My family and I received some bad news from my grandparents’ doctor about a month ago - my grandpa was diagnosed with stage 3 bone cancer. This was a long-awaited answer to the question of his increasingly intense pain, and a dreaded end-of-life circumstance for those of us who love him so much. My brother, sister-in-law, and I booked plane tickets to Wisconsin as soon as we could, so that’s where I was this week.
I had no idea what to expect, even though I knew exactly what was happening. All that we experienced this week (and for my parents, the last month) was challenging beyond belief, but we wouldn’t have traded that time with him and my grandma for the world. And now I’d give my entire world to have more time with them both.
We had a difficult time finding 24-hour care and sorting through the details of that, nursing homes, assisted living, and many other palliative care options, so while we sorted, we provided the care. We had no idea what we were doing because… well, we are not nurses, but we came together and gave him our everything. Friends and family who knew about the situation sent us their love, prayers, thoughts, and most comforting words. They asked how we were doing, and I think I can speak for us all when I say it’s an indescribable feeling.
One night, when everyone had gone to sleep, I wrote. I just let my hands go and here’s how my heart describes everything. Disclaimer - if you’ve lost a loved one to cancer, this may be triggering. Proceed with caution.
This is one of those things life doesn’t prepare us for. It’s terrifying, yet it’s inevitable. It’s painfully tense, yet it’s quietly peaceful. It’s natural, yet it’s uncomfortable. It’s heart-breaking, yet it’s heart-warming. It’s like everything you try to prepare yourself for, yet it’s completely different.
To know that a loved one’s life is going to end. To hear them say they’re ready for the end whether you are or not. To watch them decline, slowly at first over the years, and then quickly at the end hour by hour. To look into their glossy eyes and see right past the pain and medication and disease and into the person you know and love and will forever remember. To tell them it’s okay, that we are all here, that they can go now.
It’s the most indescribable experience.
People tell you to hold family close, and you do, but that’s one of the places tension grows. They also tell you to remember all the good moments, but you’re stuck in reality. All these people are just trying to help because they love you, and none of their comforting words and pieces of advice are wrong. It’s just…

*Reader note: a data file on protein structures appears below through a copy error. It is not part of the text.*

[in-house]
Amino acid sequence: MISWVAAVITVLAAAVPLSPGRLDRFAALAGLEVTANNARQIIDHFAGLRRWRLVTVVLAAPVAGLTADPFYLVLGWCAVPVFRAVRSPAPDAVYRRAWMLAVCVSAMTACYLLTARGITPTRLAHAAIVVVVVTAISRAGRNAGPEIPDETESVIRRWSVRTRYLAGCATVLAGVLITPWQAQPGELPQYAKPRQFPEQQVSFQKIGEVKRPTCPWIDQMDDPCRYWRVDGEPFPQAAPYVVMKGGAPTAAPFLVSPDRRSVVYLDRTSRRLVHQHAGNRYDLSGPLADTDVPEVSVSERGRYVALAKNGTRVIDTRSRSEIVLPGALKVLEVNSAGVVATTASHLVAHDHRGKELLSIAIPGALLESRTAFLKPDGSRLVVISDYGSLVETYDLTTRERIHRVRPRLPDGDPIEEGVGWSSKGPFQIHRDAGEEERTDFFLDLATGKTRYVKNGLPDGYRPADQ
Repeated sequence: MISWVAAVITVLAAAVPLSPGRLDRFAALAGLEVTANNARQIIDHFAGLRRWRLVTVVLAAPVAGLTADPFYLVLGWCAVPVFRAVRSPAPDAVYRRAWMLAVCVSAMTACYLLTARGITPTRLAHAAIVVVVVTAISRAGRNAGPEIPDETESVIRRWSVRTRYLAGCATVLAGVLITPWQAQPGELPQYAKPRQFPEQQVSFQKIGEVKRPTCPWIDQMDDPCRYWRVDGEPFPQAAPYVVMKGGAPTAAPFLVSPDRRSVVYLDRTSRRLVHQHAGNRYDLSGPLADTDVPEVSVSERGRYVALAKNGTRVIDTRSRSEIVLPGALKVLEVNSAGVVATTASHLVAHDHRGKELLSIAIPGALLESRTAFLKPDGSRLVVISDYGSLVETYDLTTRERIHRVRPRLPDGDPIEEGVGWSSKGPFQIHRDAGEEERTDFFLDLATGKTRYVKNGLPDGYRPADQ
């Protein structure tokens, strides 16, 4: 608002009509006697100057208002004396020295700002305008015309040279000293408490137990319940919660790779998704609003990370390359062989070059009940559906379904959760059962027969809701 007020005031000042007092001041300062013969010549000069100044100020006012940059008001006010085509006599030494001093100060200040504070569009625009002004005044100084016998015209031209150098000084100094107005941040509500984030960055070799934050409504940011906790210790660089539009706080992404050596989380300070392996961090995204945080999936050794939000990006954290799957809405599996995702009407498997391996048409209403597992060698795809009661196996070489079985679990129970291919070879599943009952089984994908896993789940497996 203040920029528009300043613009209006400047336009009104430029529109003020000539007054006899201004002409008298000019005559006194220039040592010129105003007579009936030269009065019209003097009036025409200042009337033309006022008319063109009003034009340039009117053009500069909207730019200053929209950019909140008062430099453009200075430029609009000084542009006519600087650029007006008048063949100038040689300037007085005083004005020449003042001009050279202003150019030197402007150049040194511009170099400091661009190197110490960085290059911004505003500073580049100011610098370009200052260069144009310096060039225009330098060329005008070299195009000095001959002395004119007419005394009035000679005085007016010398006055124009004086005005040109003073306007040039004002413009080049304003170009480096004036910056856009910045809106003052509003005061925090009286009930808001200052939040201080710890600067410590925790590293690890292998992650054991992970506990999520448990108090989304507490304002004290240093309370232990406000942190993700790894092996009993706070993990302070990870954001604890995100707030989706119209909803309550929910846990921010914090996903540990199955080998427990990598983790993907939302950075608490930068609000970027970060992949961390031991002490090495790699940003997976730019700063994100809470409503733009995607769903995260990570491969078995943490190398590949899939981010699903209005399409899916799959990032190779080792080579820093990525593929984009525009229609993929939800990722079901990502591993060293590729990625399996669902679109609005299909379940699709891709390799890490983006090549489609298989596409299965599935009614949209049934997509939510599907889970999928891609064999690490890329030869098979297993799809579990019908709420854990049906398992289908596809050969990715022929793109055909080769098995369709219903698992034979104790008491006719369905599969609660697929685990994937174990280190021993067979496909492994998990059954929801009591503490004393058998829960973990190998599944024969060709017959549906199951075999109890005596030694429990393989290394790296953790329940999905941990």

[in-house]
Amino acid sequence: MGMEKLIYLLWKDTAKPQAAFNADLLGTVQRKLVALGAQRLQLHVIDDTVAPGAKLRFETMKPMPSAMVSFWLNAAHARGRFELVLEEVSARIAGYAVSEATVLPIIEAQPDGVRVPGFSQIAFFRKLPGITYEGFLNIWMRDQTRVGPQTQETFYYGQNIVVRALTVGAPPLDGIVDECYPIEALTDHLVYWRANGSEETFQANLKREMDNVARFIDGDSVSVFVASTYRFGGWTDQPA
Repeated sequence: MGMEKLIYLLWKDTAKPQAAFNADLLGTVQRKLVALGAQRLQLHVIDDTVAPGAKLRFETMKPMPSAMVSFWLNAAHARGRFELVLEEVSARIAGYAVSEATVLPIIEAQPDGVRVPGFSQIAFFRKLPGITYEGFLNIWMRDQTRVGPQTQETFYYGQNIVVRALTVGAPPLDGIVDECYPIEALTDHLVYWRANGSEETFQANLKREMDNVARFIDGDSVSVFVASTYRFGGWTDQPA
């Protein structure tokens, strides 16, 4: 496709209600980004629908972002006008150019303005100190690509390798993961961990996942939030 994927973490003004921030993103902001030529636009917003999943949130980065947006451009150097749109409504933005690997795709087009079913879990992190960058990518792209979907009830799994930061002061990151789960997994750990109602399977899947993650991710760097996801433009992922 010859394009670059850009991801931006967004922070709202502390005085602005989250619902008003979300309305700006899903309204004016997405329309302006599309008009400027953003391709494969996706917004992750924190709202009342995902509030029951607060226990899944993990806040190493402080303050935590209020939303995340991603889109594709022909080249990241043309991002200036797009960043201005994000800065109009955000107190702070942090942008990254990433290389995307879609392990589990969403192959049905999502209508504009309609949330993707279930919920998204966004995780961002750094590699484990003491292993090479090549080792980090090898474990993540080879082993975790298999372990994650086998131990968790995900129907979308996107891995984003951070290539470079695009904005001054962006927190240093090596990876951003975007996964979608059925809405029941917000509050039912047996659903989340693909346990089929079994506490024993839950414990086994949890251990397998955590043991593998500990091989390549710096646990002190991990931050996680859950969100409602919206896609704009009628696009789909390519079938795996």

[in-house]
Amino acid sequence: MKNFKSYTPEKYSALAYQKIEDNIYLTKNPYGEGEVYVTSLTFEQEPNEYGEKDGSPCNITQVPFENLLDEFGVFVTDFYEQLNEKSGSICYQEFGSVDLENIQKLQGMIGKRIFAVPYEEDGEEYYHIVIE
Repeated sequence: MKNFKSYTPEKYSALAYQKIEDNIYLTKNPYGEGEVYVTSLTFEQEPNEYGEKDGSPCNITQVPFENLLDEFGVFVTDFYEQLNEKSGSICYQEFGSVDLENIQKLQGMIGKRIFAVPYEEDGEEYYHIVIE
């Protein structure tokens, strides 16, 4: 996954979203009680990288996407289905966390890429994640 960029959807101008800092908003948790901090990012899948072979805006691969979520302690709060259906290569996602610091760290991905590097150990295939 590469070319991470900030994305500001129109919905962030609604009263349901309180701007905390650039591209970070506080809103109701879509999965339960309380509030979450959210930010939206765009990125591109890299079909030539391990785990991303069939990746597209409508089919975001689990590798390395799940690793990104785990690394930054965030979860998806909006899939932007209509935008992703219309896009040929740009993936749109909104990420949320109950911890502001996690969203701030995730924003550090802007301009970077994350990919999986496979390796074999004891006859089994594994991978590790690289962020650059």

Well, it’s really damn hard. I get it.
You want them to be comfortable, but they’re writhing in pain and the ten medications are running out and it’s 11 PM. You want to hold onto little moments of joy in all the madness and sadness, but you almost feel a little guilty doing so. You want to sleep, but you can’t because if you do for just two minutes it could all be different. You want it to be over, but then you question if that makes you a bad person because when it’s over, that means death and an empty place in the house.
You just want to know what the hell you’re doing. But you don’t and you won’t because I don’t think death gets any easier, and clearly there’s no handbook for it. This is the first one I’ve worked through and, given the amount of loved ones I’m blessed with, I don’t suspect it to be the last. Death is hard because we love people and we don’t want to see them go. We don’t want the love to dissolve into thin air and once that person is gone, where else is it going to go? I ask that question, too.
But let me tell you something that might make this a little easier. Take that love that you shared with that person - it’s special, it’s as long and enduring as forever. Don’t let it dissolve. Give all that you can to that person while you have them, and then give the rest out because we all need it. Your loved one may be in excruciating pain and may look like the best and only candidate for that special love, but look around the room. Look around the hospital or nursing home or wherever you are and see everyone else (and their families and friends) who need it, too.
My grandpa loved my family miles beyond what I can fathom, and I saw that in his last few days. He held on for us all, and though I wanted him to go so that his pain would stop, I also wanted the special moments to last a lifetime - when he’d reach for my hand, squeeze it tight, and bring it to his lips for a kiss; when he’d reminisce with us back to his childhood and old friends; when he’d turn over in his bed and bring my grandma closer to his side; when he’d look at me, as best he could, and say “I love you”; and so many more. He was exhausted, but he hung on for every cherished moment he had with us and I will never be able to thank him enough for that.
I saw love all around me this weekend. It was in the way my grandma looked at him and stroked his arm. It was in the way my family gave our everything to care for them both. It was in the words and the care the hospice team provided. It was in and around and all for my grandpa.
Breath may stop and life may disappear, but love lives on. Let it live on in memory of your loved one.